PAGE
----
You can download a free pdf excerpt of our newest book, “Good Work: The Chairmaking Life of John Brown” by Christopher Williams to get a taste for the writing and layout. You don’t have to register or give us a skin sample or anything. Just click this link:
…and the pdf will arrive in your computer’s downloads folder. The excerpt contains the Preface by Nick Gibbs, which is probably the best explanation I’ve read of who John Brown was. It also contains a section of the book on building the chair so you can get a feel for the sort of instruction that Chris provides.
It was difficult to pick the parts of the book to excerpt because it covers so much ground and contains so many interesting voices. There’s the history of Wales, philosophy from John Brown, details on the tools he used, and stories of his fascinating life.
Also a gentle reminder that if you order the book before it ships in March 2020 then you will receive a complete download of the book at checkout. After the book ships, the pdf will cost $12.25 extra.
— Christopher Schwarz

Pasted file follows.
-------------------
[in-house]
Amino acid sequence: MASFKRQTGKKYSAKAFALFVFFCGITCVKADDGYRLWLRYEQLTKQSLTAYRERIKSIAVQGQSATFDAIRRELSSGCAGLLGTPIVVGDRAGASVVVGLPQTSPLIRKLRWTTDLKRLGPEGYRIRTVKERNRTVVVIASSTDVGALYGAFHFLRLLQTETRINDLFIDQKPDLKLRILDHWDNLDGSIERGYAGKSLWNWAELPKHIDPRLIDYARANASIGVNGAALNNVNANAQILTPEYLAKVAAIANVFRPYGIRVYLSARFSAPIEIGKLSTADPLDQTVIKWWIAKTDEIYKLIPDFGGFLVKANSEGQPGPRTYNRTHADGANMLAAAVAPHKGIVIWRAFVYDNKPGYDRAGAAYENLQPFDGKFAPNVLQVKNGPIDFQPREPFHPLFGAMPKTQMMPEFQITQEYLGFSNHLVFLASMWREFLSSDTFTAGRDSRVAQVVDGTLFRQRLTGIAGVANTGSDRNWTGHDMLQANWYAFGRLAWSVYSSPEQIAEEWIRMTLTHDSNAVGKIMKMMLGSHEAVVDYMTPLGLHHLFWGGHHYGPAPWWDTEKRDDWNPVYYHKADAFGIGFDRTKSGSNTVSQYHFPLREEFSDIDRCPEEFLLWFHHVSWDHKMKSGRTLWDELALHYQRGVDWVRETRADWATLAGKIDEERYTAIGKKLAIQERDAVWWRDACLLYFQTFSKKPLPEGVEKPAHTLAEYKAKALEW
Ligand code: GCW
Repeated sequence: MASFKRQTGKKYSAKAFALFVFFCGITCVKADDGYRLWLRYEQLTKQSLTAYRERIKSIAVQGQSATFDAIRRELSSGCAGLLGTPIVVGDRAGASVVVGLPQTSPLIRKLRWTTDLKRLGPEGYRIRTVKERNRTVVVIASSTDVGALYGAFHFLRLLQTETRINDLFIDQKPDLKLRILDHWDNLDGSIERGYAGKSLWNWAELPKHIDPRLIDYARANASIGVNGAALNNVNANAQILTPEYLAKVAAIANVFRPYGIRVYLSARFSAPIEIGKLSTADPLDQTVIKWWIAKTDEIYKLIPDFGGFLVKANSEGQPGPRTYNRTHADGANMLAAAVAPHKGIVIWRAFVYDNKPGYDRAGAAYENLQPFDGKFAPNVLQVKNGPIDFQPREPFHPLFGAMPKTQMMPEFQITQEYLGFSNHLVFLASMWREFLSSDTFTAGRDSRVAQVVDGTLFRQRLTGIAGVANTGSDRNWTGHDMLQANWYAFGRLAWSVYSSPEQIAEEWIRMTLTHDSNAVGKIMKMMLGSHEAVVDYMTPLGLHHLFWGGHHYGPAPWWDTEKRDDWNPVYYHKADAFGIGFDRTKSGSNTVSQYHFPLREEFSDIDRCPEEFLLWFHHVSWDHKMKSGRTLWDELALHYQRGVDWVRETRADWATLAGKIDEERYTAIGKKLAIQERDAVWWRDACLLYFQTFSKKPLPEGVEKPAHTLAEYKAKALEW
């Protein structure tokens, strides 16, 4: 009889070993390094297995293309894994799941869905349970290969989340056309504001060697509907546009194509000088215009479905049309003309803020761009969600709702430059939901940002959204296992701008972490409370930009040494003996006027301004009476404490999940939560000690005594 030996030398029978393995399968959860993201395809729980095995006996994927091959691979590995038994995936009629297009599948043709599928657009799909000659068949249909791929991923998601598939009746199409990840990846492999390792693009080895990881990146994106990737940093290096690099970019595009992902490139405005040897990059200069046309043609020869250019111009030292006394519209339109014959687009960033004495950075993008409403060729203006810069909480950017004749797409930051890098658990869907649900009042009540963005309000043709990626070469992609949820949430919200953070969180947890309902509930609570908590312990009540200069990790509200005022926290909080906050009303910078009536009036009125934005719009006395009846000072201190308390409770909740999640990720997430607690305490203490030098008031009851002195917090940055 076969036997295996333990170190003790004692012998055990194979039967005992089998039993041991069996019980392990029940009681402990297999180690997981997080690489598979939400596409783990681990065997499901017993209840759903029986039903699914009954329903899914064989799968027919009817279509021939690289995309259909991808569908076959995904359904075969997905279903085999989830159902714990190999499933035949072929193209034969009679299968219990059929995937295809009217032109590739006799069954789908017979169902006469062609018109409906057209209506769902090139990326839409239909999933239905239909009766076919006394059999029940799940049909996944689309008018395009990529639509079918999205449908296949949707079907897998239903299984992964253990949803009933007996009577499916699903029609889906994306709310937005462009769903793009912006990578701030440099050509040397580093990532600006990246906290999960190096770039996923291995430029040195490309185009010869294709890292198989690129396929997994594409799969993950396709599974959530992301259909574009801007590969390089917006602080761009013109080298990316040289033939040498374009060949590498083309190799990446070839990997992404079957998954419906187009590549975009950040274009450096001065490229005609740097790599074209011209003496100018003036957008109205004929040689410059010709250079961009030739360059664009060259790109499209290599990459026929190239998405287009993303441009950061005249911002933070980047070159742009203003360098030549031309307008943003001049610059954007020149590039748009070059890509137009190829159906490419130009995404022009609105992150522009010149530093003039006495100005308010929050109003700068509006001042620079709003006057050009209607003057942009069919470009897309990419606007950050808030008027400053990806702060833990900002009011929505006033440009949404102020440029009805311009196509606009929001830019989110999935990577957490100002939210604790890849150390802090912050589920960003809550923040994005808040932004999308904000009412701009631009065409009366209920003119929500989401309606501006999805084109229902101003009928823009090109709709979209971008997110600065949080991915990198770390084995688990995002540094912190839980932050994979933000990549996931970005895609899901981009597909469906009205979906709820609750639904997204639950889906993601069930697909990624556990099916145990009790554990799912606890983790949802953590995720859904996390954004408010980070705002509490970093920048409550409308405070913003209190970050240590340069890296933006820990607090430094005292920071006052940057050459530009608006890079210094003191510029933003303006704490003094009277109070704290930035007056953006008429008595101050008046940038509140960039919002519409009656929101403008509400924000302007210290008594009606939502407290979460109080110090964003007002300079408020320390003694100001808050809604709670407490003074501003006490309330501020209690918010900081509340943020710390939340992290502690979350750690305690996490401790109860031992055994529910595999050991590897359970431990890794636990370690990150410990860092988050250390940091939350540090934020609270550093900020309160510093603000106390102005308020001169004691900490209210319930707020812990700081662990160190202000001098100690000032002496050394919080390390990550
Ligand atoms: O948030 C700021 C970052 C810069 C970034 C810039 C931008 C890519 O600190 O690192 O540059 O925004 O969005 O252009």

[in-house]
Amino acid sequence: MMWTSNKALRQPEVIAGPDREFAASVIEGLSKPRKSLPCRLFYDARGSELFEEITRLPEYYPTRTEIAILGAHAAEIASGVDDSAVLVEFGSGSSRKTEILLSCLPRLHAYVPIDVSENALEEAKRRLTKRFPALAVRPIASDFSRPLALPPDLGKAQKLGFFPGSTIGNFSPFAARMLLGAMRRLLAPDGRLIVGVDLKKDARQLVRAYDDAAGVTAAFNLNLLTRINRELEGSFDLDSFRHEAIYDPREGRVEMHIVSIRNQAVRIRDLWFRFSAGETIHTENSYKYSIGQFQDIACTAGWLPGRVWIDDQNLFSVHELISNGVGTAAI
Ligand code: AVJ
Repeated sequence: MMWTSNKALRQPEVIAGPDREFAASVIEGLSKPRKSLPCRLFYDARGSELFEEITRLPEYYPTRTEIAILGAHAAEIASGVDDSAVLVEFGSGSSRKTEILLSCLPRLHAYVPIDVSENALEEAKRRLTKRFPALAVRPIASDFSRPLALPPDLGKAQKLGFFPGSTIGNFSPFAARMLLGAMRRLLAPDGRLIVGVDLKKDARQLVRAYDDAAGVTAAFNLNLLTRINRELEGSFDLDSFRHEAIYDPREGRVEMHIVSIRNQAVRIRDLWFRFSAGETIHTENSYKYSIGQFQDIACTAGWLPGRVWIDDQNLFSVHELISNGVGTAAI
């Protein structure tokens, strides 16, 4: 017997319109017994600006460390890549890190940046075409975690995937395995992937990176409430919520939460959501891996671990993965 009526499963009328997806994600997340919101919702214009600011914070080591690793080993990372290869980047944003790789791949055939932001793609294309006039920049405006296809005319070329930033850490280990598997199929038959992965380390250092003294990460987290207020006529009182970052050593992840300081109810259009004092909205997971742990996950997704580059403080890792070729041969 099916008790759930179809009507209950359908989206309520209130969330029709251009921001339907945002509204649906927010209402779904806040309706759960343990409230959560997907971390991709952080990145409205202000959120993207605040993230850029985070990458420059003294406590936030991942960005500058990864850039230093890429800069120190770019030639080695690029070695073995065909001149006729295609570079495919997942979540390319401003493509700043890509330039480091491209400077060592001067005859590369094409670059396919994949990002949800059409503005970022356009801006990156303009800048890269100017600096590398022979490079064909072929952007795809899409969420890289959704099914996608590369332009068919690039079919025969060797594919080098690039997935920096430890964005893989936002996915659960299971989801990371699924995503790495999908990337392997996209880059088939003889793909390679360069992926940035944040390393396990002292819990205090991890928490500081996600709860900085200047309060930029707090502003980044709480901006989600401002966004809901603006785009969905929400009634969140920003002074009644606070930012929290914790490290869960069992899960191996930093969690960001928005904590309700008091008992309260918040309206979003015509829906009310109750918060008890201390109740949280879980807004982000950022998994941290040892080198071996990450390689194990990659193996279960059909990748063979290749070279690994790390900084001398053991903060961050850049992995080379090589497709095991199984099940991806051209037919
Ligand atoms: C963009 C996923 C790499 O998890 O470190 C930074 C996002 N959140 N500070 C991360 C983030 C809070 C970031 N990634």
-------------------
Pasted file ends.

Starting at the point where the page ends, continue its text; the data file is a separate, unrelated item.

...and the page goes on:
10 thoughts on “Download a Free Excerpt from ‘Good Work: The Chairmaking Life of John Brown’”
Thank you! It is much appreciated.
Thank you Chris for your generosity. Will the Canadian Lee Valley be carrying this book? Knowing will help me decide if I should wait for them to get it in stock or order now and factor in the extra fees that come with ordering from the States.
I hope so. It’s their call, and I don’t know if they have placed a wholesale order or not.
I keep looking at photos of John Brown and thinking “Golly, we need a biopic of John Brown starring Anthony Hopkins”
Good idea! He was excellent in playing Burt Monro in “The World’s Fastest Indian”
Hope this doesn’t offend, but the only way to find out is to ask…Some small presses will let folks buying a sufficiently large number of volumes do so
Not sure what the question/comment is here. Sorry for my stupidity, but if you could rephrase it maybe I can give you an answer.
I’ve never really understood the fascination with these chairs. Now I get it. It’s not just about the chair, but a way of living the craft. Thanks for sharing Chris.
Interesting vise in a vise. I’ve seen Paul Sellers use a clamp-in-a-vise for workholding, but this looks pretty cool. I can see this being useful for more than just chairs, even light metalwork etc.
Here is a variation that leaves your main vise free:
Not as economical, but it holds like Scrooge to a nickle.
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